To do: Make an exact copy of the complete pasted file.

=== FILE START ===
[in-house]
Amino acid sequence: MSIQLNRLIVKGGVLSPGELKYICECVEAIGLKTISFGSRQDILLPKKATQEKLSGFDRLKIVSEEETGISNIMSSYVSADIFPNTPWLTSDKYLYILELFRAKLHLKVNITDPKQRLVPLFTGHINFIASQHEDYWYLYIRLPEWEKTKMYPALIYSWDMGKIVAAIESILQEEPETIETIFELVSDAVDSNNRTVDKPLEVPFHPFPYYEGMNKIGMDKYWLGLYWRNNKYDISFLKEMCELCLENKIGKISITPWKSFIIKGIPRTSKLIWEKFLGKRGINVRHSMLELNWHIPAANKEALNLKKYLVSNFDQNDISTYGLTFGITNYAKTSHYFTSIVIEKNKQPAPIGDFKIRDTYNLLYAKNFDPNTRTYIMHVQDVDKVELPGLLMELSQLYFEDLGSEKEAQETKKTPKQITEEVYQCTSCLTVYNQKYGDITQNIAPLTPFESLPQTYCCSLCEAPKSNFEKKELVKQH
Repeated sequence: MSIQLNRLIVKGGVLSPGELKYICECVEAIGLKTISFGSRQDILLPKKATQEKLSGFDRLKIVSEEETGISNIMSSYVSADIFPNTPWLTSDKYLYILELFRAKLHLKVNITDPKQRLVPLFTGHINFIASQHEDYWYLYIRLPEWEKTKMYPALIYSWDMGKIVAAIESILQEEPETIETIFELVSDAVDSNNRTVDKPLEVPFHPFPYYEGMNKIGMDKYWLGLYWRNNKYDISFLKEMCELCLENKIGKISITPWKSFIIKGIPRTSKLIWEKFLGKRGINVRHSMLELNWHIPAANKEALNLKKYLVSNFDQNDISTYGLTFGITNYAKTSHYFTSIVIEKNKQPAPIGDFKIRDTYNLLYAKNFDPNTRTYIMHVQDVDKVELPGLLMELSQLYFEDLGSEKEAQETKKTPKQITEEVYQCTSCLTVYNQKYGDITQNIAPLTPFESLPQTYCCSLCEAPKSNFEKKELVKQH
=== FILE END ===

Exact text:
[in-house]
Amino acid sequence: MSIQLNRLIVKGGVLSPGELKYICECVEAIGLKTISFGSRQDILLPKKATQEKLSGFDRLKIVSEEETGISNIMSSYVSADIFPNTPWLTSDKYLYILELFRAKLHLKVNITDPKQRLVPLFTGHINFIASQHEDYWYLYIRLPEWEKTKMYPALIYSWDMGKIVAAIESILQEEPETIETIFELVSDAVDSNNRTVDKPLEVPFHPFPYYEGMNKIGMDKYWLGLYWRNNKYDISFLKEMCELCLENKIGKISITPWKSFIIKGIPRTSKLIWEKFLGKRGINVRHSMLELNWHIPAANKEALNLKKYLVSNFDQNDISTYGLTFGITNYAKTSHYFTSIVIEKNKQPAPIGDFKIRDTYNLLYAKNFDPNTRTYIMHVQDVDKVELPGLLMELSQLYFEDLGSEKEAQETKKTPKQITEEVYQCTSCLTVYNQKYGDITQNIAPLTPFESLPQTYCCSLCEAPKSNFEKKELVKQH
Repeated sequence: MSIQLNRLIVKGGVLSPGELKYICECVEAIGLKTISFGSRQDILLPKKATQEKLSGFDRLKIVSEEETGISNIMSSYVSADIFPNTPWLTSDKYLYILELFRAKLHLKVNITDPKQRLVPLFTGHINFIASQHEDYWYLYIRLPEWEKTKMYPALIYSWDMGKIVAAIESILQEEPETIETIFELVSDAVDSNNRTVDKPLEVPFHPFPYYEGMNKIGMDKYWLGLYWRNNKYDISFLKEMCELCLENKIGKISITPWKSFIIKGIPRTSKLIWEKFLGKRGINVRHSMLELNWHIPAANKEALNLKKYLVSNFDQNDISTYGLTFGITNYAKTSHYFTSIVIEKNKQPAPIGDFKIRDTYNLLYAKNFDPNTRTYIMHVQDVDKVELPGLLMELSQLYFEDLGSEKEAQETKKTPKQITEEVYQCTSCLTVYNQKYGDITQNIAPLTPFESLPQTYCCSLCEAPKSNFEKKELVKQH